5 Useful Invoice Factoring Tips
Invoice factoring is a powerful cash flow management tool available to any business that is actively generating accounts receivable, but it is important to know when (and how) accounts receivable should be submitted for factoring. Here are 5 tips that will make the factoring of your accounts receivable more effective and less expensive.
Tip #1 – Factoring must be part of the overall cash flow management process. Before you will know when you should factor an invoice, you must be able to predict the time and amount of cash flow shortfalls your business will experience. Click here to download DBR’s guide to cash flow management and an example cash flow spreadsheet you can use to track the cash flow of your business.
Tip #2 – No factoring company should tell you what invoices to factor or when you should submit your invoices for factoring. One of the great benefits of factoring is the ability of a business owner to decide what invoices they want to factor, when they need to factor and how much money they need from each factoring transaction.
Tip #3 – Factoring can be especially helpful with your customers that slow-pay your invoices. Unfortunately, some of your customers will promise to pay your invoices in 30 days but delay your payments for 45 to 60 days. If invoices with slow-pay customers make up a significant percentage of your monthly accounts receivable, factoring can be used to turn some of those old invoices into immediate cash.
Tip #4 – It is important to understand how fees are being charged on your factoring deals so you can properly time when you factor an invoice. Many factoring companies charge their fees on the basis of three 10 day segments in each month. With these companies, the full amount of the fee for each segment of the month will be charged whether the invoice is paid on the 1st day of the fee segment or on the 10th day of the fee segment. In contrast, for all invoices over 15 days old DBR charges fees on a daily basis so DBR clients only pay for the actual time of the factoring transaction.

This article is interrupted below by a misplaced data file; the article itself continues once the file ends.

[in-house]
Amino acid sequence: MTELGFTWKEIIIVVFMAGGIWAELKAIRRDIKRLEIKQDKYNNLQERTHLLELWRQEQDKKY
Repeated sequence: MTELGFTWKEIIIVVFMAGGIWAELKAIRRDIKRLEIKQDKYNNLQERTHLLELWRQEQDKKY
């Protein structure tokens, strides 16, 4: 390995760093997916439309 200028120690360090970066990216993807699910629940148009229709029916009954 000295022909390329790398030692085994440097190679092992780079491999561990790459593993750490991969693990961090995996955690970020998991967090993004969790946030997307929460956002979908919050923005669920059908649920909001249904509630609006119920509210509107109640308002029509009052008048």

Tip # 5 – Because the fees associated with factoring are higher than with other forms of business funding, the money received from invoice factoring is best used for payment of the day-to-day expenses of your business such as payroll, rent, office expenses, hiring new employees etc. Other forms of asset based lending can be used to purchase inventory, equipment, vehicles and similar expenses.
Properly used, accounts receivable factoring can be a very helpful way to deal with cash flow shortfalls faced by your business. To learn more about the benefits of Invoice Factoring, please contact DBR’s COO, Ben Gage by phone at (760) 738-1400 or email at Ben(at)dbrfactors.com.